In the beginning, there was light. The Talos Principle opens with a peaceful looking, beautifully serene and gentle flight above the clouds - though all is not as it seems. Onscreen text informs us that a program is loading - and it's here that the game's robotic protagonist awakens, in a seemingly deserted, crumbling temple - albeit one with some clearly advanced technology present. An authoritative voice is heard - identifying itself as your maker - and you're immediately given your motivation: seek out Elohim, your creator, in his temple. Prove that you're worthy.
It's a strikingly simple setup and one in which an immediately intriguing series of questions are brought to mind. Who are you? Why are you here? Who is Elohim? What is this place? There are no easy or immediate answers - and not all information found is definitive - but is the journey to find those answers worth embarking upon?
The Talos Principle arrived in 2014 on PC, with console releases being staggered over the next few years. The Switch is the last major platform to receive a port, but it's a testament to the strength of the game that it still feels fresh and unique, five years on from its original release.
There's very little in the way of hand holding in The Talos Principle; it's a first person puzzle game, with progression tied to completing logic puzzles - mostly in a non-linear order - to collect Tetris-esque sigils; these first unlock the temple, which in turn gives you access to a much wider series and variety of tasks, but also allow access to further tools to complete tasks with. If you find yourself stuck on one puzzle or even one 'world', you can always move on to another and return to try again later.
The puzzles themselves start out pretty straightforward, with elements such as lethal security drones or automatic turrets needing to be shut down using jamming devices found in the environment. Despite this simplicity, it can take a little while to wrap your head around the logic of the puzzles, but there's a real satisfaction in completing them, especially as new layers of difficulty or further elements are added beyond the initial tests presented.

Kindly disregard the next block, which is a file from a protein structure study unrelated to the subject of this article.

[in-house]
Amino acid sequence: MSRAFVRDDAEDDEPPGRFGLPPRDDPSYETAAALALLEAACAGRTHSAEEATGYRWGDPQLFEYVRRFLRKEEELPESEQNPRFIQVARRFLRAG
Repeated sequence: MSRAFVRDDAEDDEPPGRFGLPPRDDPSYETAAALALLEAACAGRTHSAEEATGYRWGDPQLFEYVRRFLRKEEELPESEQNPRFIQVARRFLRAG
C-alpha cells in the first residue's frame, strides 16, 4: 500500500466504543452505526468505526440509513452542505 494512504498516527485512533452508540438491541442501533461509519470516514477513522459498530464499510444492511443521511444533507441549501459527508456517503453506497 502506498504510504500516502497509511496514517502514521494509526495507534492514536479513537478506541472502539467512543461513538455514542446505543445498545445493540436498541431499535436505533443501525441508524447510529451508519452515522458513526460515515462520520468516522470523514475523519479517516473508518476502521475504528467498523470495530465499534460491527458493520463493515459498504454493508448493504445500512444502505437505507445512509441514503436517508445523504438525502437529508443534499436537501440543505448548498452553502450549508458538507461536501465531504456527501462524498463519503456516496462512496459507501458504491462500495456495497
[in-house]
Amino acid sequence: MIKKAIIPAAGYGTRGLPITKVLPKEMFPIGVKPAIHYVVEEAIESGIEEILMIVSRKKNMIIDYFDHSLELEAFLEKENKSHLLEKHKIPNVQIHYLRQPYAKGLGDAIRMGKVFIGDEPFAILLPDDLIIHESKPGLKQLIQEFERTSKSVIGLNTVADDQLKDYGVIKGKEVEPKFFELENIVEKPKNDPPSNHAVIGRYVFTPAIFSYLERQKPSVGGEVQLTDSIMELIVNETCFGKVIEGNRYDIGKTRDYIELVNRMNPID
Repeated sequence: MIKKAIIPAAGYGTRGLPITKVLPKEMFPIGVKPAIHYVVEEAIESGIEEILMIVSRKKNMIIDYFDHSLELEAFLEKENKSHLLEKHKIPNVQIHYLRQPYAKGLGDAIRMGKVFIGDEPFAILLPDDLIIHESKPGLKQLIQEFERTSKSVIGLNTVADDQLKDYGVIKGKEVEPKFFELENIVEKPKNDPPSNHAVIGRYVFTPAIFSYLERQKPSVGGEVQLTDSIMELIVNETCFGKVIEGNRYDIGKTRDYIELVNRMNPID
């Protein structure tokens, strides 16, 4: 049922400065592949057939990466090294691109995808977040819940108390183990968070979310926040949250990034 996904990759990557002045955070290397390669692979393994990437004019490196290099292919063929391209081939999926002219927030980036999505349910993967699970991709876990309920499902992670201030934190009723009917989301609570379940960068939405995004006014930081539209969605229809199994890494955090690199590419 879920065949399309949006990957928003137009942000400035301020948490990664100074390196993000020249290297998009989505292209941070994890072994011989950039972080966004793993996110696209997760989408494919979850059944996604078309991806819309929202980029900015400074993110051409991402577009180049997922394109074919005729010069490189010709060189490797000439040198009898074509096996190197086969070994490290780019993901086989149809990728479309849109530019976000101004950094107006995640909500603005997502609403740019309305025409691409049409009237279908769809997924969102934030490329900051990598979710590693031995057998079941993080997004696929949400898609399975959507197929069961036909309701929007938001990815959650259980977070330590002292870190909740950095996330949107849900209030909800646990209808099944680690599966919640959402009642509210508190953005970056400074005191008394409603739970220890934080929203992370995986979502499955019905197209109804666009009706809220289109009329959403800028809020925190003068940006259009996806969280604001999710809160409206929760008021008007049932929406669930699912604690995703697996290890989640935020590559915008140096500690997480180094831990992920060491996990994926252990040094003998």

Using blocks, light and even playing with time itself all come into play beyond the initial jamming of gates, drones and turrets - though the possibilities and options for completing the 120 puzzles in the main game increase as progress is made, they're smartly layered on at a pace that means they rarely feel overwhelming, even if solutions aren't always immediately apparent.
The story itself is also wonderfully presented; scattered around the worlds are old-fashioned computer terminals, on which clues to what's going on can be found. Given that the first voice you hear identifies itself as Elohim - the Hebrew word for God - it's perhaps unsurprising that there are so many Biblical and theological references and implications found in the details on these terminals. Sometimes the terminals will engage you in a personality test, with no clear right or wrong answers for many of the questions. Adding to this, there's a somewhat philosophical angle to a lot of the information discovered, with QR codes also sporadically found in the game's environments. These QR codes will often reveal quotes of a spiritual or philosophical nature.
If it feels like this is being vague about the specifics of the story in The Talos Principle, that's entirely deliberate; there's so much satisfaction and joy in discovering the beautiful world and the story - which is open to interpretation anyway, in many areas - that it feels wrong to spoil any of it.
Despite the puzzles being integral to progression, at times - with its gorgeous scenery, non-linear exploration and open worlds - The Talos Principle can feel somewhat like a walking simulator. That term can - and is - often used with negative connotations, but here it's certainly not meant that way. It really is a joy to wander around the often lonely, sometimes serene stages - though at times it feels as if a little more direction would be useful.
The soundtrack is wonderful, with a superbly ambient feel. At times, there are Gregorian monk chants too, further adding to the religious undertones in the game's narrative and references.
There's a few very minor issues with the presentation of The Talos Principle on Switch, though these do feel like nitpicking given the overall quality of the game and how well the Switch handles it in general. The frame rate can sometimes be an issue in docked mode - though it never becomes unplayable or even too much of an issue - and the text on computer terminals can often feel somewhat small, particularly in handheld mode. The only other element that I found to be an annoyance was the loading time between stages, which can be somewhat long.
DLC campaign, The Road to Gehenna, is included in the Switch's Deluxe Edition of The Talos Principle - though a word of warning: it's best to complete the main game before starting the DLC, given that it's set towards the end of the original story.
Though mechanically the game feels unique, comparisons can be made to Portal's spacial, environmental puzzles and even - to a lesser extent - Bioshock, particularly from a thematic point of view. The story itself does have multiple endings depending on choices made and it's well worth aiming to see each one.
Croteam, the creators of The Talos Principle, were previously known primarily for their silly (but fun) Serious Sam titles. The Talos Principle shows a remarkable maturity and depth of scope that's perhaps surprising, but in a very good way. It poses interesting questions, allows the player to progress at their own pace - mostly in a non-linear fashion - and is a hugely satisfying piece of game design. Utterly entrancing and highly recommended.